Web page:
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VfL Wolfsburg

VfL Wolfsburg

Verein für Leibesübungen Wolfsburg e. V, better known as VfL Wolfsburg, is a German professional sports club based in Wolfsburg, Lower Saxony.

The city is a major hub for the automotive industry in the country and VfL Wolfsburg grew out of a multi-sports club for the workers of Volkswagen. It is most well-known for its football team but it also has departments in other sports such as badminton, handball and athletics.

The professional football teams are governed by VfL Wolfsburg-Fußball GmbH, a wholly owned subsidiary of the German multinational car manufacturer Volkswagen Group. The men’s professional football team currently features in 1.Bundesliga, the highest-tier of league football in the country. Wolfsburg earned its sole 1.Bundesliga championship in the 2008/09 season, the DFB-Pokal in 2014/15 and the DFL-Supercup in 2015/16.

Since 2002 VfL Wolfsburg has been playing its home-matches at the Volkswagen Arena, a 30,000 capacity stadium owned jointly by the city and the Volkswagen Group. Prior to this, Wolfsburg played its home-games at VfL-Stadion am Elsterweg, now used by its reserve-team Wolfsburg II in the 4th division. The women’s team and the amateur teams play at the newly-built AOK Stadion.

VfL Wolfsburg – Sponsored by CyberBet


The city of Wolfsburg was established in 1938 by the ruling Nationalist Socialist Party as a planned town to house the workers of the automotive vehicle that would later be famous around the world as the Volkswagen Beetle. As professionalism was prohibited in the game during the Nazi period, the first football club affiliated to the car manufacturer was a works team called BSG Volkswagenwerk Stadt des KdF-Wagen.

Meanwhile, the Nazi government had already altered the landscape of league football in Germany as part of its restructuring plans for the country. Top-tier football was divided into 16 regional leagues under its Gauligen structure. BSG Volkswagenwerk Stadt des KdF-Wagen reached the top-division and participated in the Gauliga Osthannover for the 1943/44 and the 1944/45 seasons.

New Team for a New City

At the time of World War II, the city of Wolfsburg served as a major industrial centre for the Wehrmacht, producing cars, aeroplanes and military equipment, mostly by using forced labour and prisoners of war. On 11th April 1945, the US army freed the city from Nazi control liberating 7,700 forced labourers from the Volkswagen factory. American troops stayed in the city until June, during which time it was renamed as Wolfsburg.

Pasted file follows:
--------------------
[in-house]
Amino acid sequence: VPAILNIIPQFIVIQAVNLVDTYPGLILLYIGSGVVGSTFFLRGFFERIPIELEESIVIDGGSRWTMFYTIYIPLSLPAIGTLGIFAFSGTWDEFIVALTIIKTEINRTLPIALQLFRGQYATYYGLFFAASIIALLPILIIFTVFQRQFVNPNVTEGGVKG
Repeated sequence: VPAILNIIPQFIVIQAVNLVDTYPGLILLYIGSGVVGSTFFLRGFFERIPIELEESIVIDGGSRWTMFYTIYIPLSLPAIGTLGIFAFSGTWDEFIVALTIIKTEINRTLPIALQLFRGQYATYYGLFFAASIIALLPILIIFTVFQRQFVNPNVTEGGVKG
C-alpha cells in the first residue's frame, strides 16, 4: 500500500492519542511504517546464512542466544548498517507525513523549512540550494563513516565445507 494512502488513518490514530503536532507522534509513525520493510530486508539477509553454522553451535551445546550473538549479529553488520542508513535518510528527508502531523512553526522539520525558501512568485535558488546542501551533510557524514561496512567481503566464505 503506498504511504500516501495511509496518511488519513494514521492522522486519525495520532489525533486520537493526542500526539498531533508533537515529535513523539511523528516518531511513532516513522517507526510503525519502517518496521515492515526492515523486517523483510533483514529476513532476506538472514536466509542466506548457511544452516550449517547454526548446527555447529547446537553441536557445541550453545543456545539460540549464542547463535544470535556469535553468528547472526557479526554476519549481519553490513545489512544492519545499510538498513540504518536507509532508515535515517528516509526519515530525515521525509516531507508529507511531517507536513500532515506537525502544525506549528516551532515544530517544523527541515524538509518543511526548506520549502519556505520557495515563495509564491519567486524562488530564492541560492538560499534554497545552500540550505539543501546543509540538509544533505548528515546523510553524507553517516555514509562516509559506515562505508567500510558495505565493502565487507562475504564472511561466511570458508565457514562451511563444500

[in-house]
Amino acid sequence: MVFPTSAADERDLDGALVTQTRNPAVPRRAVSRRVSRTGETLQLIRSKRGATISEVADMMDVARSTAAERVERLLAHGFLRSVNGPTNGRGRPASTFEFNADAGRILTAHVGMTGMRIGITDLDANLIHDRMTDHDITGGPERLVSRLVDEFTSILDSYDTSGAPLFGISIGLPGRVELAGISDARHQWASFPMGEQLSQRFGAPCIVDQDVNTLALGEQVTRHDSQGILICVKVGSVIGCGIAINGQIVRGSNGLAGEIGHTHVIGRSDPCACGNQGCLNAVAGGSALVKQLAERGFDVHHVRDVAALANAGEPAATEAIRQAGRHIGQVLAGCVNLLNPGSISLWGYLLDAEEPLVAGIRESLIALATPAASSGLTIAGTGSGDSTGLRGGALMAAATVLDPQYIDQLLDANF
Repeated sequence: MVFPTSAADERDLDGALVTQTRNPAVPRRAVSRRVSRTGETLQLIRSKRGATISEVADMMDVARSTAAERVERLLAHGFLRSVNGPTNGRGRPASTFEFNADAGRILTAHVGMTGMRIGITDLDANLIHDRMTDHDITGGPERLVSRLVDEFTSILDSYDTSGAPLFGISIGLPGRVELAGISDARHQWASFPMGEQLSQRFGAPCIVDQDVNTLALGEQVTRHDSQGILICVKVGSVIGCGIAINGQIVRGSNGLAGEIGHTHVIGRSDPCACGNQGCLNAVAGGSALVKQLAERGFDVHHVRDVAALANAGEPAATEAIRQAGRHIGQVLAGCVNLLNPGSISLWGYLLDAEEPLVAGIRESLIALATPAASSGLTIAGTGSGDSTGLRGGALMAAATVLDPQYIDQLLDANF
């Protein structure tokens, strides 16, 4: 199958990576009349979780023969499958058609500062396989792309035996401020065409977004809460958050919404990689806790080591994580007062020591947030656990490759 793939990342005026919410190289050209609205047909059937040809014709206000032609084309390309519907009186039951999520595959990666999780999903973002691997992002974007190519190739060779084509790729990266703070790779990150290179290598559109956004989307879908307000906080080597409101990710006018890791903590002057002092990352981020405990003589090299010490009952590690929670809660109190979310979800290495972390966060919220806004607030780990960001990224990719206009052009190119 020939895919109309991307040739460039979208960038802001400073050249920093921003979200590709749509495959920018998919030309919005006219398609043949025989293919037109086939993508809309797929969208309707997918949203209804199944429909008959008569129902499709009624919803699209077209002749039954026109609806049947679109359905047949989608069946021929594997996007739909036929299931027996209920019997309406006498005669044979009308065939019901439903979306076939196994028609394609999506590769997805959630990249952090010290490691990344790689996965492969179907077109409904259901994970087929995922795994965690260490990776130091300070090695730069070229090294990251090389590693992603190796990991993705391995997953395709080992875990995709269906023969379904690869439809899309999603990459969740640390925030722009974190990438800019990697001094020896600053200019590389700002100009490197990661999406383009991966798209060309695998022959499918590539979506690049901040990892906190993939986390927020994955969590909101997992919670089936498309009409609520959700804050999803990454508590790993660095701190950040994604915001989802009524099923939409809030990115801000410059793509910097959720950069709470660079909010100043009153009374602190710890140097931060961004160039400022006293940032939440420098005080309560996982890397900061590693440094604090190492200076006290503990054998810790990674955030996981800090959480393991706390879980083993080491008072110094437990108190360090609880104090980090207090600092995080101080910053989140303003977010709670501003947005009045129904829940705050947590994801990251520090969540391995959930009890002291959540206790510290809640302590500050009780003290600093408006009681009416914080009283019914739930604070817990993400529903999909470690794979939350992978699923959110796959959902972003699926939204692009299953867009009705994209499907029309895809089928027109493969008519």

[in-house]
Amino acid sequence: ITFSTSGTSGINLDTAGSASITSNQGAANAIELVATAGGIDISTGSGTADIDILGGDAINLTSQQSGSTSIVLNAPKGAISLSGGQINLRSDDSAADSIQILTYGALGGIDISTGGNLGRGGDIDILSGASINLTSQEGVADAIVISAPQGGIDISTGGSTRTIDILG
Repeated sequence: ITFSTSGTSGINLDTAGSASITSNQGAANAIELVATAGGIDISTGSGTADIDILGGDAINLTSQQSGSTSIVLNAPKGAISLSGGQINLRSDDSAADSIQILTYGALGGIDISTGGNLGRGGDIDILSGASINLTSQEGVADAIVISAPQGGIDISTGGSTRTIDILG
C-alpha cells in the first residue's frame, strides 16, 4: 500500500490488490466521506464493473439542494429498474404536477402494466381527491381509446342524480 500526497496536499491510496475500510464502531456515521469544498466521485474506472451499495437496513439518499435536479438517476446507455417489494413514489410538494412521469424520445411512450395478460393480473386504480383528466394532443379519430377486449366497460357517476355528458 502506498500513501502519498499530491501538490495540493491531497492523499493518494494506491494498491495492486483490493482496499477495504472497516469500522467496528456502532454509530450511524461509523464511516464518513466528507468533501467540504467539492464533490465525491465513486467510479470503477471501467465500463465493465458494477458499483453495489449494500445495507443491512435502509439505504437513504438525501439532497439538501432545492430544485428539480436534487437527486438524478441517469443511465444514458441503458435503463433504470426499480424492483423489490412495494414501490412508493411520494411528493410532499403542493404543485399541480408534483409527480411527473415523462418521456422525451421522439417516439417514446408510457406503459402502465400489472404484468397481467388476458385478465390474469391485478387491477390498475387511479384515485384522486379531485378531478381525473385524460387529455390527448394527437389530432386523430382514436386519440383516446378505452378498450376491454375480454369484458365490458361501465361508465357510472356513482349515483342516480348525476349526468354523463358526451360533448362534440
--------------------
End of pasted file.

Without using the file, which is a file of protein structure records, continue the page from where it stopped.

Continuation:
On 12th September 1945, with World War II now officially over, a new club was formed in the city which named itself VSK Wolfsburg. It started off in a green and white strip as youth trainer Bernd Elberskirch owned 10 green jerseys and white bed sheets donated by the public which were then sewn into white shorts by the local women. Green and white remain the colours of VfL Wolfsburg even today.

But in December of 1945, the club faced a severe crisis when all but one of its players left to join 1.FC Wolfsburg. Josef Meyer, the only remaining player, worked alongside Willi Hilbert to rebuild the team by recruiting new players. The club then changed the name to VfL Wolfsburg, with the initials standing for Verein für Leibesübungen, meaning ‘club for physical exercises’.

The Early Years

Within a year of its existence, VfL Wolfsburg bagged the local championship in the nearby town of Gifhorn. In November 1946, it played a friendly match with FC Schalke 04, the massive club from Gelsenkirchen which was the powerhouse of German football from the mid 1930’s to the early 1940’s. The game was played at the stadium owned by Volkswagen and since then has become a sponsored team of the company.

Progress through the divisions was a slow but steady process for VfL Wolfsburg in the early years. It won a few amateur championships, before winning the Amateuroberliga Niedersachsen-Ost in 1951/52 in the 2nd division but failed to reach the top-tier. It took the title again in 1953/54 before notching a 2-1 win over Heider SV to earn promotion to the Oberliga Nord.